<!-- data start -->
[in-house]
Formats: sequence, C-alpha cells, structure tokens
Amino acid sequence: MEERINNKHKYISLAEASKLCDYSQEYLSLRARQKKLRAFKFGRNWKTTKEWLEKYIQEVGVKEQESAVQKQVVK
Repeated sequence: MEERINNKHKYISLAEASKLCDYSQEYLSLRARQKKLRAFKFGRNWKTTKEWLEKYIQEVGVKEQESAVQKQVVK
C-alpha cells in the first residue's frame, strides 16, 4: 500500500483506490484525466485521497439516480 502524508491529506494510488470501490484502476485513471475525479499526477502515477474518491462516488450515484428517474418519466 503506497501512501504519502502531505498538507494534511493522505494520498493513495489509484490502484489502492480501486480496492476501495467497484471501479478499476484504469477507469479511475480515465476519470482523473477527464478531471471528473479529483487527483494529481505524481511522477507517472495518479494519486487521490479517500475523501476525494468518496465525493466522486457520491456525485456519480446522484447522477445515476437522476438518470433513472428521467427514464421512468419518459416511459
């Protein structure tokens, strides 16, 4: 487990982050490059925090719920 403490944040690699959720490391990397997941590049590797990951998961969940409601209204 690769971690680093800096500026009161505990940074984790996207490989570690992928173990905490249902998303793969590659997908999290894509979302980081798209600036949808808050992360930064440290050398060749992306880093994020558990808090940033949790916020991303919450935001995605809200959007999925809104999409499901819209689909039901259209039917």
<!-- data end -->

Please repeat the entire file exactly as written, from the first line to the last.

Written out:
[in-house]
Formats: sequence, C-alpha cells, structure tokens
Amino acid sequence: MEERINNKHKYISLAEASKLCDYSQEYLSLRARQKKLRAFKFGRNWKTTKEWLEKYIQEVGVKEQESAVQKQVVK
Repeated sequence: MEERINNKHKYISLAEASKLCDYSQEYLSLRARQKKLRAFKFGRNWKTTKEWLEKYIQEVGVKEQESAVQKQVVK
C-alpha cells in the first residue's frame, strides 16, 4: 500500500483506490484525466485521497439516480 502524508491529506494510488470501490484502476485513471475525479499526477502515477474518491462516488450515484428517474418519466 503506497501512501504519502502531505498538507494534511493522505494520498493513495489509484490502484489502492480501486480496492476501495467497484471501479478499476484504469477507469479511475480515465476519470482523473477527464478531471471528473479529483487527483494529481505524481511522477507517472495518479494519486487521490479517500475523501476525494468518496465525493466522486457520491456525485456519480446522484447522477445515476437522476438518470433513472428521467427514464421512468419518459416511459
């Protein structure tokens, strides 16, 4: 487990982050490059925090719920 403490944040690699959720490391990397997941590049590797990951998961969940409601209204 690769971690680093800096500026009161505990940074984790996207490989570690992928173990905490249902998303793969590659997908999290894509979302980081798209600036949808808050992360930064440290050398060749992306880093994020558990808090940033949790916020991303919450935001995605809200959007999925809104999409499901819209689909039901259209039917």